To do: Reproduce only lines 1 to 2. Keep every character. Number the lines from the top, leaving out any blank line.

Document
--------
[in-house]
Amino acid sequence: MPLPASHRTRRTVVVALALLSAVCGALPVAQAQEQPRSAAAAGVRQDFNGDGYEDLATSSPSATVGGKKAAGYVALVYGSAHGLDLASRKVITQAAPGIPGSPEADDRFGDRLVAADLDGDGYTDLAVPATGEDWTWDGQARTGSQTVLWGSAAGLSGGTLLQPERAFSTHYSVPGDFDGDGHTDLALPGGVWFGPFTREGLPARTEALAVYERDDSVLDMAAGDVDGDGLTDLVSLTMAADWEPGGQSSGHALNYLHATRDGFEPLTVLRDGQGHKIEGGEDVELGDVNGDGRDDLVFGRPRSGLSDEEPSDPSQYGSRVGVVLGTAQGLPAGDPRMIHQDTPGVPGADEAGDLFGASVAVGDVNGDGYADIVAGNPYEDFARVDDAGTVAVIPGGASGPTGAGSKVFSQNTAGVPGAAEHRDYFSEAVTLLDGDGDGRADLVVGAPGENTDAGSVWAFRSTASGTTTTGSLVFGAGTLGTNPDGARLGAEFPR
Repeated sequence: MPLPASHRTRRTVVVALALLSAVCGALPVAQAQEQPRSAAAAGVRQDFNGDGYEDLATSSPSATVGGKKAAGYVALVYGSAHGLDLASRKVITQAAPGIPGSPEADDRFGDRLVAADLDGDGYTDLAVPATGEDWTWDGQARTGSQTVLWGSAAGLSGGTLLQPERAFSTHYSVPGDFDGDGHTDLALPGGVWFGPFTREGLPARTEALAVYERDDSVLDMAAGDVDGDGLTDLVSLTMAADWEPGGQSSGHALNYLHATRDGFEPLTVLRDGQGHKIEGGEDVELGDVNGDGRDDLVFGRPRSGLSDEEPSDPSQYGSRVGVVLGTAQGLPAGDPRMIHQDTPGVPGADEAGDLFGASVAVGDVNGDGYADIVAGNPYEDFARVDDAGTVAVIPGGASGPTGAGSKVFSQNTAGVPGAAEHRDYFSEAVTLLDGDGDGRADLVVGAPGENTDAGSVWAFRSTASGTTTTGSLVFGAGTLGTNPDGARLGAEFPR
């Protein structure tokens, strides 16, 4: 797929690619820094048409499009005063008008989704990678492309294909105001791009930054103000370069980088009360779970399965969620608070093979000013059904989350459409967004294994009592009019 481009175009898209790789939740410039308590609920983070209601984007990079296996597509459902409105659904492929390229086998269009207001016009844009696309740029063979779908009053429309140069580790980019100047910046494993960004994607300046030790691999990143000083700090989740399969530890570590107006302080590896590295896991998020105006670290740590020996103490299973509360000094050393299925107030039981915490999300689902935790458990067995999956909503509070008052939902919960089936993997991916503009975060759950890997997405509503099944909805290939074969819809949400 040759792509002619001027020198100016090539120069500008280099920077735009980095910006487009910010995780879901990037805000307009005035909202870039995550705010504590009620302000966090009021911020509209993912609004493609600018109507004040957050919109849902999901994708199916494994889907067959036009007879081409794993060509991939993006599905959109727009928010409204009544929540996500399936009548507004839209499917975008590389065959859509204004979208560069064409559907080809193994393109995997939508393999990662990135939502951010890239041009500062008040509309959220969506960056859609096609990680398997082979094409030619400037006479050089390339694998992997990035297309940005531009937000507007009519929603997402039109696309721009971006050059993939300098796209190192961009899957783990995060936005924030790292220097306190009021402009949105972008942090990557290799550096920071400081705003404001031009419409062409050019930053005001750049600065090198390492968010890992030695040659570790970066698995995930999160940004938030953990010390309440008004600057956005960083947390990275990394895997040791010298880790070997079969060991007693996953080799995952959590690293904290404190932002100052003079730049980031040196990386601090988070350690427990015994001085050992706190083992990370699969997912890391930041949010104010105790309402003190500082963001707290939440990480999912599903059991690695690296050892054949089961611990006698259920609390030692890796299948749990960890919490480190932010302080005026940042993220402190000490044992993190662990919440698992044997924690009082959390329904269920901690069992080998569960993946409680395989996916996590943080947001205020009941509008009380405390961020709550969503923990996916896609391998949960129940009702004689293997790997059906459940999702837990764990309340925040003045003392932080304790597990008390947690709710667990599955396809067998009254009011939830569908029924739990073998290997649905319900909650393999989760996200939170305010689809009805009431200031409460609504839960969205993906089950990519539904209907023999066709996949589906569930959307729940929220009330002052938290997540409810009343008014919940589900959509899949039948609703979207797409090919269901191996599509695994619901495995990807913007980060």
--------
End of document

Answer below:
[in-house]
Amino acid sequence: MPLPASHRTRRTVVVALALLSAVCGALPVAQAQEQPRSAAAAGVRQDFNGDGYEDLATSSPSATVGGKKAAGYVALVYGSAHGLDLASRKVITQAAPGIPGSPEADDRFGDRLVAADLDGDGYTDLAVPATGEDWTWDGQARTGSQTVLWGSAAGLSGGTLLQPERAFSTHYSVPGDFDGDGHTDLALPGGVWFGPFTREGLPARTEALAVYERDDSVLDMAAGDVDGDGLTDLVSLTMAADWEPGGQSSGHALNYLHATRDGFEPLTVLRDGQGHKIEGGEDVELGDVNGDGRDDLVFGRPRSGLSDEEPSDPSQYGSRVGVVLGTAQGLPAGDPRMIHQDTPGVPGADEAGDLFGASVAVGDVNGDGYADIVAGNPYEDFARVDDAGTVAVIPGGASGPTGAGSKVFSQNTAGVPGAAEHRDYFSEAVTLLDGDGDGRADLVVGAPGENTDAGSVWAFRSTASGTTTTGSLVFGAGTLGTNPDGARLGAEFPR